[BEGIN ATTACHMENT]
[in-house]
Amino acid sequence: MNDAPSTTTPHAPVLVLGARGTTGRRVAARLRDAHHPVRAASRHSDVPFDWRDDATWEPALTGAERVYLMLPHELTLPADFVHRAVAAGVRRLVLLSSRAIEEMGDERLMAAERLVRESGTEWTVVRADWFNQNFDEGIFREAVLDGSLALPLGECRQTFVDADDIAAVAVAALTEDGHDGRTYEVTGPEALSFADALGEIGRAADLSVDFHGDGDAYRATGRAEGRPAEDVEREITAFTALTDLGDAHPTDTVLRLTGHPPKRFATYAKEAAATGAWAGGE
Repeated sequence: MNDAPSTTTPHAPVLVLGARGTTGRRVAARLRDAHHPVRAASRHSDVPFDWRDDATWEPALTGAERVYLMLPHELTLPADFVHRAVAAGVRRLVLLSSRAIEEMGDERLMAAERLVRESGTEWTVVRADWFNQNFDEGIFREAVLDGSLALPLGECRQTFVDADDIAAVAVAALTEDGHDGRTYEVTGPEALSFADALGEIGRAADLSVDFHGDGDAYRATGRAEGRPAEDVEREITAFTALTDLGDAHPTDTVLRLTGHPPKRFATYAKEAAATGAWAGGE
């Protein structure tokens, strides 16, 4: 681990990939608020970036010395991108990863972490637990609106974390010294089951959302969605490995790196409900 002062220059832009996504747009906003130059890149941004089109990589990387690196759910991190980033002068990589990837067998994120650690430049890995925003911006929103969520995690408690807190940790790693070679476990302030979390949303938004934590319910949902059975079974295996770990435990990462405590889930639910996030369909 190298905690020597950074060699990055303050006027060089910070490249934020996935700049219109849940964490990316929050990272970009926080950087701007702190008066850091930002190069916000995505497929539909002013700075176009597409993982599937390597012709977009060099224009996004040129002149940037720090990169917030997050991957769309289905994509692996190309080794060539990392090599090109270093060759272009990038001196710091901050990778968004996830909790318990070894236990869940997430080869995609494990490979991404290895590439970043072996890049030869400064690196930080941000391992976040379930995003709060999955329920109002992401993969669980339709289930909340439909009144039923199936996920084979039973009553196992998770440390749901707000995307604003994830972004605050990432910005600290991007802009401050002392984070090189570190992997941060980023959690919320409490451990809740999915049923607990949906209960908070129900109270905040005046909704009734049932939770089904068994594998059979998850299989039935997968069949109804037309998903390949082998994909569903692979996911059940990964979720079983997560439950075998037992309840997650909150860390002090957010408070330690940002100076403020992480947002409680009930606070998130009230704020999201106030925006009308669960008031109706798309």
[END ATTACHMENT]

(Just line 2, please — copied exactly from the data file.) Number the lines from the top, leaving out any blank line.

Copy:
Amino acid sequence: MNDAPSTTTPHAPVLVLGARGTTGRRVAARLRDAHHPVRAASRHSDVPFDWRDDATWEPALTGAERVYLMLPHELTLPADFVHRAVAAGVRRLVLLSSRAIEEMGDERLMAAERLVRESGTEWTVVRADWFNQNFDEGIFREAVLDGSLALPLGECRQTFVDADDIAAVAVAALTEDGHDGRTYEVTGPEALSFADALGEIGRAADLSVDFHGDGDAYRATGRAEGRPAEDVEREITAFTALTDLGDAHPTDTVLRLTGHPPKRFATYAKEAAATGAWAGGE